Garrish History, Family Crest & Coats of Arms

Early Origins of the Garrish family

The surname Garrish was first found in Aberdeenshire (Gaelic: Siorrachd Obar Dheathain), a historic county, and present day Council Area of Aberdeen, located in the Grampian region of northeastern Scotland, where they held a family seat in their territories. The Pictish influence on Scottish history diminished after Kenneth Macalpine became King of all Scotland. But those east coast families still played an important role in government and were more accessible to Government than their western highland counterparts. The family name became associated as a sept of the Clan Gordon. Allegiances were important to Scottish middle age survival. Later in 1264 Andrew Garuiach was Sheriff of Aberdeen. Adam Garioch rendered homage to King Edward 1st in his brief conquest of Scotland in 1296 as well as Andrew and Sir John.

Early History of the Garrish family

This web page shows only a small excerpt of our Garrish research. Another 100 words (7 lines of text) covering the years 1745 and 1886 are included under the topic Early Garrish History in all our PDF Extended History products and printed products wherever possible.

Garrish Spelling Variations

Spelling variations of this family name include: Gareach, Garioch, Gariock, Garrioch, Garriock, Gariouch, Garuyach, Garryock, Garyock, Garyioch, Garrioch, Garrick and many more.

Early Notables of the Garrish family (pre 1700)

More information is included under the topic Early Garrish Notables in all our PDF Extended History products and printed products wherever possible.


United States Garrish migration to the United States +

Some of the first settlers of this family name were:

Garrish Settlers in United States in the 17th Century
  • George Garrish, who arrived in Maryland in 1676 [1]
Garrish Settlers in United States in the 19th Century
  • A Garrish, who landed in San Francisco, California in 1851 [1]

Australia Garrish migration to Australia +

Emigration to Australia followed the First Fleets of convicts, tradespeople and early settlers. Early immigrants include:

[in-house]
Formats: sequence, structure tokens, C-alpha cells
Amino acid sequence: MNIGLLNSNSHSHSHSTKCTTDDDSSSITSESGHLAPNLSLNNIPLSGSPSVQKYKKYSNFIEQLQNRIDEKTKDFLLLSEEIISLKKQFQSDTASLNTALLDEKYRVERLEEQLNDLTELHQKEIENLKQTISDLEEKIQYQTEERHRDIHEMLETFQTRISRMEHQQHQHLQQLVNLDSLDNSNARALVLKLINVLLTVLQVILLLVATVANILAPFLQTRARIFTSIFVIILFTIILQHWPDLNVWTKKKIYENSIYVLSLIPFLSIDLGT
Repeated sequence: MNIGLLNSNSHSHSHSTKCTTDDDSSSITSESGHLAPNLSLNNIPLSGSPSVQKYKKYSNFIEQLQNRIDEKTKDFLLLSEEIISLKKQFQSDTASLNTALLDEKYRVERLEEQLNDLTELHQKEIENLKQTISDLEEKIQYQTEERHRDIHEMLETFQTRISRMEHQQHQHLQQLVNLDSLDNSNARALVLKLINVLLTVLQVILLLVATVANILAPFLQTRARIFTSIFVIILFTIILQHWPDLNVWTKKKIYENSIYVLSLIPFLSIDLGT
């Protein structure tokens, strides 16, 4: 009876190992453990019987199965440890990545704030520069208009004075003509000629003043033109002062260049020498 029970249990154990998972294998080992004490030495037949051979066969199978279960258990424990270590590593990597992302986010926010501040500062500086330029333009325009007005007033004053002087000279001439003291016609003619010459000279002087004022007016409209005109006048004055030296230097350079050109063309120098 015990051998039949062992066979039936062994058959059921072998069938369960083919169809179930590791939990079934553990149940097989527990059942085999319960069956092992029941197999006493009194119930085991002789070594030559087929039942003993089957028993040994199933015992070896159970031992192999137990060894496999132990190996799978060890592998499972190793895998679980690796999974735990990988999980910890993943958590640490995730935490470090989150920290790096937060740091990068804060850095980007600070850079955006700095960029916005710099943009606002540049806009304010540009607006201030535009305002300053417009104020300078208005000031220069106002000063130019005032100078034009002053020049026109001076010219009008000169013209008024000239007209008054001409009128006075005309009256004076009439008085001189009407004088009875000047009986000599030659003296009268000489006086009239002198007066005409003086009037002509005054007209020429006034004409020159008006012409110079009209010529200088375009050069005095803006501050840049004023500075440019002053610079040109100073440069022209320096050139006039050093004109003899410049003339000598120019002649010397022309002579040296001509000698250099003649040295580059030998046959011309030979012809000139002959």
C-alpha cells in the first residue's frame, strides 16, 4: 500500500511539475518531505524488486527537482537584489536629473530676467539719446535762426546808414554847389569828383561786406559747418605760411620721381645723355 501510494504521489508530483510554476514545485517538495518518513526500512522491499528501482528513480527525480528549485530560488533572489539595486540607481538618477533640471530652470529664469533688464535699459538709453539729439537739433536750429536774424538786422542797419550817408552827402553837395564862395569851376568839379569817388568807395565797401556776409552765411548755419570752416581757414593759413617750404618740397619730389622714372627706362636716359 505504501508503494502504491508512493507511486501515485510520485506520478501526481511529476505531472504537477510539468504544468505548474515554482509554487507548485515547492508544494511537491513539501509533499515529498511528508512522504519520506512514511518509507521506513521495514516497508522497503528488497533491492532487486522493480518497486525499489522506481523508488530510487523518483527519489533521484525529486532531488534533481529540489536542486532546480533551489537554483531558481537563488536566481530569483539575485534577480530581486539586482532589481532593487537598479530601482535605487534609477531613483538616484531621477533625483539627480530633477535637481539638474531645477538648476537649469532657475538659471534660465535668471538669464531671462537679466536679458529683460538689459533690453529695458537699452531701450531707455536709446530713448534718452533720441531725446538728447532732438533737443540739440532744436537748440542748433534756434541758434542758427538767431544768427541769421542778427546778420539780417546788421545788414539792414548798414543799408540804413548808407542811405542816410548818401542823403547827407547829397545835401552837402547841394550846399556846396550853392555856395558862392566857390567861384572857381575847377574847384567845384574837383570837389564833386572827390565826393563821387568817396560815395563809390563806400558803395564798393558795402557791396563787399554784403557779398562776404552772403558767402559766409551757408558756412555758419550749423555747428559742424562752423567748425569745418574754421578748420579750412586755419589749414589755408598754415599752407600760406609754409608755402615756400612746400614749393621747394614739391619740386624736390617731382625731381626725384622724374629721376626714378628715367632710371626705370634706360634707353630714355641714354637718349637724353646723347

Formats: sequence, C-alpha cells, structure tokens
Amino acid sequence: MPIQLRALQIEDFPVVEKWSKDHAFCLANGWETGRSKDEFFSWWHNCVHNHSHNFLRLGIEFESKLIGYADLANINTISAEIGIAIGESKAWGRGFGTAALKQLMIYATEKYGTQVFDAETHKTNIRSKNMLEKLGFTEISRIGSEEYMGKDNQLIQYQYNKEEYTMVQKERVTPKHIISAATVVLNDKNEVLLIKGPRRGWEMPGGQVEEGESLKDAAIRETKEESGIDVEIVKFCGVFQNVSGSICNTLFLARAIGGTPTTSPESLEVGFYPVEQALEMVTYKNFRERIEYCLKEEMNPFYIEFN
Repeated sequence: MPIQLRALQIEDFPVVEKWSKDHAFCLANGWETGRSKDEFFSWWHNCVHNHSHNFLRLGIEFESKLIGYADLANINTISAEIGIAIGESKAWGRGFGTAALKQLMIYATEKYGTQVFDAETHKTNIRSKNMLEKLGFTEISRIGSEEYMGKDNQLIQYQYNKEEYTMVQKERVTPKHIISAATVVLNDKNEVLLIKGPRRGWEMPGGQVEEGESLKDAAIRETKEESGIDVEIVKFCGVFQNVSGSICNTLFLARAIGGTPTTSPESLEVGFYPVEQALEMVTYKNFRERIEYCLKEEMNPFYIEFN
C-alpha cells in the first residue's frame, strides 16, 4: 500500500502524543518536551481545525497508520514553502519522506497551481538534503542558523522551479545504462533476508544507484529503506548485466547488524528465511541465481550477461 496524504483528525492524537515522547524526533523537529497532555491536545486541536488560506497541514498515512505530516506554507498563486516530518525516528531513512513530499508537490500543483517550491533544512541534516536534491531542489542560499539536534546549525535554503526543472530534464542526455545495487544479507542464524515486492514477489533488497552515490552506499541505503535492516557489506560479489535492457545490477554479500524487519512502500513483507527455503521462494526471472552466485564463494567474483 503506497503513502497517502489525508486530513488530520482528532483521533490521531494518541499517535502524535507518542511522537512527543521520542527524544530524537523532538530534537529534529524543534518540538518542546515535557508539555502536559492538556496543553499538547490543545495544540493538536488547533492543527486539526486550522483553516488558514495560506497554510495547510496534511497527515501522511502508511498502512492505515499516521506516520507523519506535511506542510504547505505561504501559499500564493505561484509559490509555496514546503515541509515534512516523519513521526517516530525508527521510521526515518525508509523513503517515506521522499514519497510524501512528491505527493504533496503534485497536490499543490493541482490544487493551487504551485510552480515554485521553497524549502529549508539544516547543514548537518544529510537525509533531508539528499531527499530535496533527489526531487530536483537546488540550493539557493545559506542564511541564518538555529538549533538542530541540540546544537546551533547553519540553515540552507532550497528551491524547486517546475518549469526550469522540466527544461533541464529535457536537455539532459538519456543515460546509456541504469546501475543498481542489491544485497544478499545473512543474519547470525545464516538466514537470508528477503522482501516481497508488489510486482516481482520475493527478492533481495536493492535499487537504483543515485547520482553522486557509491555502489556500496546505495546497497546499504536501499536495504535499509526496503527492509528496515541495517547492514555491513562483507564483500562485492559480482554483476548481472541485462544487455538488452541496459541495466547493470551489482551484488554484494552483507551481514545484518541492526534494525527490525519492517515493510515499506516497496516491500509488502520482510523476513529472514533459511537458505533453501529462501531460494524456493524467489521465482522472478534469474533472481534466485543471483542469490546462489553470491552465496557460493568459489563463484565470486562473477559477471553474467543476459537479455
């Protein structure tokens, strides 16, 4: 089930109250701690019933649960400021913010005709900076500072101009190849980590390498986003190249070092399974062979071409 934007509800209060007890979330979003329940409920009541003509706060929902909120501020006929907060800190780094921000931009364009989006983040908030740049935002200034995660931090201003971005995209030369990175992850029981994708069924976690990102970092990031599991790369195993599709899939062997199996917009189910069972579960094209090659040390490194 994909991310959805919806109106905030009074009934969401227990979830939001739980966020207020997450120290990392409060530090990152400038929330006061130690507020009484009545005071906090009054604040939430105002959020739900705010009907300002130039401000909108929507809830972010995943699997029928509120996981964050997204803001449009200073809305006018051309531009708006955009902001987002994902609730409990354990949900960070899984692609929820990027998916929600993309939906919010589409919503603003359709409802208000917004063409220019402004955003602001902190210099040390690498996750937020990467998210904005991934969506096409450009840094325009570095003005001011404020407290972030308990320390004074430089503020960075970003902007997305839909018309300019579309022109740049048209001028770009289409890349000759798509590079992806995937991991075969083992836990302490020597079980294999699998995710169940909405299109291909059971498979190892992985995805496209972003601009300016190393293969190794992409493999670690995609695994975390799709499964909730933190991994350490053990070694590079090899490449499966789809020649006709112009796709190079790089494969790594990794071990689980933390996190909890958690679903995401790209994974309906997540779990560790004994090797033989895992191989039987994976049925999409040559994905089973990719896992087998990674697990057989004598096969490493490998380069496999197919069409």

Garrish Settlers in Australia in the 19th Century
  • Mr. Robert Garrish, English convict who was convicted in Warwick, Warwickshire, England for 7 years, transported aboard the "Blenheim" on 11th March 1837, arriving in Tasmania ( Van Diemen's Land) [2]
  • Mr. William Garrish, English convict who was convicted in Birmingham, England for 10 years, transported aboard the "Duncan" on 10th December 1840, arriving in Tasmania ( Van Diemen's Land) [3]


The Garrish Motto +

The motto was originally a war cry or slogan. Mottoes first began to be shown with arms in the 14th and 15th centuries, but were not in general use until the 17th century. Thus the oldest coats of arms generally do not include a motto. Mottoes seldom form part of the grant of arms: Under most heraldic authorities, a motto is an optional component of the coat of arms, and can be added to or changed at will; many families have chosen not to display a motto.

Motto: Concussus surgo
Motto Translation: Though shaken, I rise.


  1. ^ Filby, P. William, Meyer, Mary K., Passenger and immigration lists index : a guide to published arrival records of about 500,000 passengers who came to the United States and Canada in the seventeenth, eighteenth, and nineteenth centuries. 1982-1985 Cumulated Supplements in Four Volumes Detroit, Mich. : Gale Research Co., 1985, Print (ISBN 0-8103-1795-8)
  2. ^ Convict Records Voyages to Australia (Retrieved 15th October 2020). Retrieved from https://convictrecords.com.au/ships/blenheim
  3. ^ Convict Records Voyages to Australia (Retrieved 11th August 2021). Retrieved from https://convictrecords.com.au/ships/duncan


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